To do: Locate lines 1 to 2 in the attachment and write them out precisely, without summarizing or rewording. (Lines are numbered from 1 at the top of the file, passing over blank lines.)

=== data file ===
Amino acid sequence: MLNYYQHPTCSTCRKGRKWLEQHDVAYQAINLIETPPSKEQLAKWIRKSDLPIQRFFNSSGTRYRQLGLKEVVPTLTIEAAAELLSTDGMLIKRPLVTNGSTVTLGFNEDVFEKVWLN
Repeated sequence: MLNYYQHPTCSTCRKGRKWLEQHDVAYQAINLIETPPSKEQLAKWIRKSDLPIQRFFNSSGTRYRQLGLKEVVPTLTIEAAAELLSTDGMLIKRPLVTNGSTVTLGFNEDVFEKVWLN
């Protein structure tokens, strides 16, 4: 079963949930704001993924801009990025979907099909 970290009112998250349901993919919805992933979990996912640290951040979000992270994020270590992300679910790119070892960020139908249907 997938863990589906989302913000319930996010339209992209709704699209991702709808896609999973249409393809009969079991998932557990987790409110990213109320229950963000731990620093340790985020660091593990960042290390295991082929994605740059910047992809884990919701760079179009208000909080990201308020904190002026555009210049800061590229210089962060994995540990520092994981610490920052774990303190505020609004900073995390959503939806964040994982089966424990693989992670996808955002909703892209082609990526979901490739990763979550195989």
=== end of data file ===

Amino acid sequence: MLNYYQHPTCSTCRKGRKWLEQHDVAYQAINLIETPPSKEQLAKWIRKSDLPIQRFFNSSGTRYRQLGLKEVVPTLTIEAAAELLSTDGMLIKRPLVTNGSTVTLGFNEDVFEKVWLN
Repeated sequence: MLNYYQHPTCSTCRKGRKWLEQHDVAYQAINLIETPPSKEQLAKWIRKSDLPIQRFFNSSGTRYRQLGLKEVVPTLTIEAAAELLSTDGMLIKRPLVTNGSTVTLGFNEDVFEKVWLN